Modified Resuscitation Protocol for Out-of-Hospital Cardiac Arrest

State: MO Type: Model Practice Year: 2009

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The protocol addresses the poor survival rate for out-of-hospital witnessed cardiac arrest. The goal of the modified protocol was to use increased quality chest compressions to create an optimal environment for defibrillation, improving the patient’s chance at survival. Comparing three years prior to implementation to one year subsequent, survival in witnessed cardiac arrest patients with ventricular fibrillation to hospital discharge increased from 22.4 percent (32/143) to 43.9 percent (25/47). Of the 25 survivors, 88 percent (22/25) had favorable Cerebral Performance Category results upon discharge.

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Kansas City Health Department
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Modified Resuscitation Protocol for Out-of-Hospital Cardiac Arrest
The protocol addresses the poor survival rate for out-of-hospital witnessed cardiac arrest. The goal of the modified protocol was to use increased quality chest compressions to create an optimal environment for defibrillation, improving the patient’s chance at survival. Comparing three years prior to implementation to one year subsequent, survival in witnessed cardiac arrest patients with ventricular fibrillation to hospital discharge increased from 22.4 percent (32/143) to 43.9 percent (25/47). Of the 25 survivors, 88 percent (22/25) had favorable Cerebral Performance Category results upon discharge.
Nationally, an estimated 250,000 to 450,000 people die in the United States from sudden cardiac arrest, with most dying before they reach the hospital. Every year Kansas City’s EMS responds to approximately 400 medical cardiac arrests calls. All cases of cardiac arrest are deemed a public health issue in Kansas City, and have been continuously entered into the cardiac arrest database for more than 15 years. This protocol addresses the treatment received by those cardiac arrest patients and greatly improves the survival rate within a specific subset of those patients. At the time of the development and initiation of this protocol, the national standards for treatment were the American Heart Association ECC 2000 guidelines and the Advanced Cardiac Life Support standard, from which this protocol differs.The Advanced Cardiac Life Support standard chest compression to ventilation ratio for to rescuers was at the time 5:2; the protocol increased that to 50:2. The protocol also set a minimum number of compressions prior to rhythm analysis and shock unless the cardiac arrest was witnessed by EMS or had a reliable history of quality chest compressions. Ten other changes were made in the protocol, including number and time of intubation attempts and so on.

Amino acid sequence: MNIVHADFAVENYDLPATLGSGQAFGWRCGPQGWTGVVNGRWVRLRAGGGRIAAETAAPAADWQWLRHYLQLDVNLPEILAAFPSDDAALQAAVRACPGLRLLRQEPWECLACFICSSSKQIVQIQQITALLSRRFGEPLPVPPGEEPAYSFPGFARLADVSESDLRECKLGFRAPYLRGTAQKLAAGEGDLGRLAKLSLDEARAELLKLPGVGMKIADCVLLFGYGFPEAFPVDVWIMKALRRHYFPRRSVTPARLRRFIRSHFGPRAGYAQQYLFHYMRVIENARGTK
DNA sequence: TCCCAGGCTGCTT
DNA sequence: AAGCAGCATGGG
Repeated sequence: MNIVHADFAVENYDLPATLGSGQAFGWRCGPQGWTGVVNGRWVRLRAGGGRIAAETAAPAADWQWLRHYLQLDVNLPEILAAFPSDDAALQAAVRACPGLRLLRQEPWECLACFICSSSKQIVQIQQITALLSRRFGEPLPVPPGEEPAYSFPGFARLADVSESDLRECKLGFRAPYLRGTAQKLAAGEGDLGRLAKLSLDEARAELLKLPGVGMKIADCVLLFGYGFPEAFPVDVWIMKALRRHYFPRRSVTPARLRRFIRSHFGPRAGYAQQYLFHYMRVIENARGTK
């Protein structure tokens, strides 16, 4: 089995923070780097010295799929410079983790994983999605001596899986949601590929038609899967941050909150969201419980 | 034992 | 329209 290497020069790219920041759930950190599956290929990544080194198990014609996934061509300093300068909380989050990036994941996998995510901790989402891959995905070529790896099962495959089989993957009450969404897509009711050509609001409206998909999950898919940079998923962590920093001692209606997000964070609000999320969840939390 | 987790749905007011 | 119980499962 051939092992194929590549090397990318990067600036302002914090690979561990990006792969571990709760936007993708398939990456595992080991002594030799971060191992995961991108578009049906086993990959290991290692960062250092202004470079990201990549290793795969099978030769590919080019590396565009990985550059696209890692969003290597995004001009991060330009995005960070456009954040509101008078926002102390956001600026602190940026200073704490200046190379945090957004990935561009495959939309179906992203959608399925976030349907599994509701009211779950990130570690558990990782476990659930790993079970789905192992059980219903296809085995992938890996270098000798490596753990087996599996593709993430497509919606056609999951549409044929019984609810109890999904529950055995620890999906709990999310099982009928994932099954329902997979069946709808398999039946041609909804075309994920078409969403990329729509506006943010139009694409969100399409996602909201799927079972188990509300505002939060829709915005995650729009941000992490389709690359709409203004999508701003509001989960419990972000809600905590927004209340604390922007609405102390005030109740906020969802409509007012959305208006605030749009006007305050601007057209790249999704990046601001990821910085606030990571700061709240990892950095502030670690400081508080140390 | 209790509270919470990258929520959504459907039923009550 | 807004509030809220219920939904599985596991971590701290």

Agency Community RolesAt the time the new protocol was developed and implemented, EMS was a section of the health department. EMS worked with other divisions within the health department to promote the practice within the department, to the fire department, to medical professionals in the area by way of a health summit in October 2005, and to the general public. Community partners involved in the public promotion of the practice included Anne Peterson Productions, the Heartsafe Campaign, and Kansas City International Airport. Partners in implementing the protocol included the Metropolitan Ambulance Services Trust (MAST) and the Kansas City fire department. The health department supports the implementation of the protocol and its continued use by EMS, MAST, and the fire department, and promotes the protocol to other public health and health care agencies and publications. Costs and ExpendituresAs the protocol used staff and equipment already in place, the sole cost was training time. ImplementationBased on strategies implemented by the Tucson fire department and then in several counties in Wisconsin, the EMS section of the City of Kansas City, Missouri, health department developed the revised cardiac arrest protocol to be implemented by all EMS personnel in Kansas City. All ambulance and fire department personnel were trained in the new protocol in classroom settings and simulated practice sessions over a three-month period from January to March 2006, and the protocol took effect April 1, 2006.
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At this time the protocol is in place for both the fire department and MAST and has been for nearly three years; a study of the success of the protocol has been presented at the 2007 American Heart Association Conference and has been submitted for publication. As this protocol requires no additional resources above what was previously required and shows a significant increased in survival of patients, it is likely to perpetuate itself. In addition, the health department continues to promote this protocol through national organizations and medical publications. Continued success under the protocol and publication in major medical journals will help sustain this protocol and encourage its use in other areas around the nation.
 
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